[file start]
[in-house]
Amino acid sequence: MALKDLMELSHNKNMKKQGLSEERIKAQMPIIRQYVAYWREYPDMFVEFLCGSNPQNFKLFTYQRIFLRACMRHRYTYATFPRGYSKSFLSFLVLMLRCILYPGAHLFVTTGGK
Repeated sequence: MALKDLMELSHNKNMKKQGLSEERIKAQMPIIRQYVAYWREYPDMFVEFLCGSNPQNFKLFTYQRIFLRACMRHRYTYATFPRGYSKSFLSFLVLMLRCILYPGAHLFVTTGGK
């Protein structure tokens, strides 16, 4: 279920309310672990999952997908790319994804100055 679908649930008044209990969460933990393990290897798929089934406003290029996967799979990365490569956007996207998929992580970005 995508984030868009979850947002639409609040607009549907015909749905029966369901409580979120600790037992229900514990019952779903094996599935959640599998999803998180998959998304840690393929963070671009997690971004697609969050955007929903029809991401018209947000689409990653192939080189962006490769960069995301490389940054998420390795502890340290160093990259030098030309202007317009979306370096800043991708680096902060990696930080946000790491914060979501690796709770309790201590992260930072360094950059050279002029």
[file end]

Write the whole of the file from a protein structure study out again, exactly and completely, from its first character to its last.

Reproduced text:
[in-house]
Amino acid sequence: MALKDLMELSHNKNMKKQGLSEERIKAQMPIIRQYVAYWREYPDMFVEFLCGSNPQNFKLFTYQRIFLRACMRHRYTYATFPRGYSKSFLSFLVLMLRCILYPGAHLFVTTGGK
Repeated sequence: MALKDLMELSHNKNMKKQGLSEERIKAQMPIIRQYVAYWREYPDMFVEFLCGSNPQNFKLFTYQRIFLRACMRHRYTYATFPRGYSKSFLSFLVLMLRCILYPGAHLFVTTGGK
């Protein structure tokens, strides 16, 4: 279920309310672990999952997908790319994804100055 679908649930008044209990969460933990393990290897798929089934406003290029996967799979990365490569956007996207998929992580970005 995508984030868009979850947002639409609040607009549907015909749905029966369901409580979120600790037992229900514990019952779903094996599935959640599998999803998180998959998304840690393929963070671009997690971004697609969050955007929903029809991401018209947000689409990653192939080189962006490769960069995301490389940054998420390795502890340290160093990259030098030309202007317009979306370096800043991708680096902060990696930080946000790491914060979501690796709770309790201590992260930072360094950059050279002029």